Keyword: dairy free evaporated milk, evaporated milk substitute, substitute for evaporated milk, vegan evaporated milk
Cook Time: 40 minutes
Total Time: 40 minutes
Servings: 8
Calories: 40kcal
Author: Sara Seitz


  • 3 cups soy milk or other plant-based milk


  • Pour the milk into a medium-sized pot and place it over medium heat. Bring the milk to a simmer.
  • Simmer for about 40 minutes, whisking the milk occasionally, until the milk reduces by about half.
  • Remove from the heat and let cool slightly. If you'd like, strain the evaporated milk to remove any film that might have formed on top.
  • Refrigerate the milk in an air-tight jar for up to one week.


  • You can also use almond milk, coconut milk, or your favorite plant-based milk.
  • If the milk starts to bubble or boil, reduce the heat. Boiling the milk might burn it.
  • Depending on your milk, it might take more or less time to reduce by half. 

Recommended Tools & Products

Small pot


Calories: 40kcal | Carbohydrates: 3g | Protein: 3g | Fat: 2g | Saturated Fat: 1g | Polyunsaturated Fat: 1g | Monounsaturated Fat: 1g | Sodium: 44mg | Potassium: 125mg | Fiber: 1g | Sugar: 2g | Vitamin A: 348IU | Vitamin C: 6mg | Calcium: 124mg | Iron: 1mg
Tried this recipe?Mention @CleanGreenSimple or tag #CleanGreenSimple!
Sara Seitz

About the Author

Hi and thank you for wanting to get to know me and my passions.

I’m a professional freelance writer with decades of experience learning about and living a green, clean life.

I grew up in Colorado under the influence of three generations of knowledgeable women who knew their way around the garden. I graduated from Colorado State University with a bachelor of science in biology and a minor in English. A year before graduation, my life was upended by an unexpected diagnosis of Type 1 Diabetes.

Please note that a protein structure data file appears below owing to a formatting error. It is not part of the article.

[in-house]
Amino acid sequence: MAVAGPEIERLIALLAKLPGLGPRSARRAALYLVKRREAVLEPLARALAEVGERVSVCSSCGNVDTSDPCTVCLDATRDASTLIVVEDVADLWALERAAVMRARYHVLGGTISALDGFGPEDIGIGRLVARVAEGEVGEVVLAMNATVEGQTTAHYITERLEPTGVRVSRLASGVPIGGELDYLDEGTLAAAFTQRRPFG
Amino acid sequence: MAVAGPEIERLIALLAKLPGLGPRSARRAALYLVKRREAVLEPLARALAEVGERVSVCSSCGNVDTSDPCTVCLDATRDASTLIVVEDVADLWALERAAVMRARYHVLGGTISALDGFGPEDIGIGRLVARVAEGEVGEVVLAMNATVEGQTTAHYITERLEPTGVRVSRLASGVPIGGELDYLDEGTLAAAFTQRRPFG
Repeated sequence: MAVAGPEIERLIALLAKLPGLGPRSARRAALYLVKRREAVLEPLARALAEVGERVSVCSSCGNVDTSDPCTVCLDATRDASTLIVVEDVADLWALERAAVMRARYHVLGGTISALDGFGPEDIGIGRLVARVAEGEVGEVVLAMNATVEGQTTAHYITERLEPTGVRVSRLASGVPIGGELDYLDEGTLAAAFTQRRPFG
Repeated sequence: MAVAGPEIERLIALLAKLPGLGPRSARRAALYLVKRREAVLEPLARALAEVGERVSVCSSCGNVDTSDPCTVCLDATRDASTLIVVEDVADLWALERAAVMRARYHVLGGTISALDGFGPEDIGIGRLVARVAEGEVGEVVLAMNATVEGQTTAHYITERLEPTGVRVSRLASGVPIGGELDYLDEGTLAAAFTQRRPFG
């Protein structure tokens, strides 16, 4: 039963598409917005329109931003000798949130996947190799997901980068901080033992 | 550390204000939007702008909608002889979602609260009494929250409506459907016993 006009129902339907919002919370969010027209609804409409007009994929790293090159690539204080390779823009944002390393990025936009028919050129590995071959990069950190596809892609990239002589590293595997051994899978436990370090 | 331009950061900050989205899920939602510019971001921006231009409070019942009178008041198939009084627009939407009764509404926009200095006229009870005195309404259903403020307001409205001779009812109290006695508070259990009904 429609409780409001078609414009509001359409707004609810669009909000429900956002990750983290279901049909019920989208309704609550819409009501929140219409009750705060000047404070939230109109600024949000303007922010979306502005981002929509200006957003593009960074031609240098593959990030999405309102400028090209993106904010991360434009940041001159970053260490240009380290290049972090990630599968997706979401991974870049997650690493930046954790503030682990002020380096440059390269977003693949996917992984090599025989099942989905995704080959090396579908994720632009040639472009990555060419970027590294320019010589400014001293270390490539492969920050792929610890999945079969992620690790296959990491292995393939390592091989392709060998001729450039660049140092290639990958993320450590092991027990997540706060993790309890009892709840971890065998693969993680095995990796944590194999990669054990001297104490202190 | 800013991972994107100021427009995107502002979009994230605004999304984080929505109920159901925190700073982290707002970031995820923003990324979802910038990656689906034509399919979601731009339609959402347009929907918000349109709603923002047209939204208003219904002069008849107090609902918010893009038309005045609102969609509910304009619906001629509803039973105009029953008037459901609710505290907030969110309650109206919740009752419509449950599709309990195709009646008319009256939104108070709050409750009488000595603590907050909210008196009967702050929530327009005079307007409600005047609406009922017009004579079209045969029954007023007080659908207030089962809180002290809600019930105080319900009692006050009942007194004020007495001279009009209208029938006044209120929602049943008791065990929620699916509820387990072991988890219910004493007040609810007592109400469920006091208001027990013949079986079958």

Facing the reality of living with an incurable autoimmune disease I left to reflect hard on my lifestyle. While this type of diabetes cannot be cured or treated with diet, I was certain that focusing on her health and fueling her body with clean food would help her better manage her condition. As a lifelong animal lover, it wasn’t difficult for me to transition fully to a vegan diet.

Inspired by the changes I felt after going vegan, I sought out a community of like-minded plant-based eaters, gaining knowledge and experience that would fuel my future career.

In 2018, I brought my daughter into the world. Wanting the opportunity to be home to raise her, I decided to pursue a career as a freelance writer, starting my own company in 2019.

Today, I’m lucky to have a long list of clients who pay me to write about my many passions. At the top of that list is gardening and eating a clean diet for the sake of my health, the planet, and all the animals I love.

When I’m not constructing articles for clients, you can find me wrist-deep in dirt in my vegetable garden, hiking with my dogs, or back in front of the computer creating imaginative worlds in my quest to become a published fiction writer. More articles by Sara.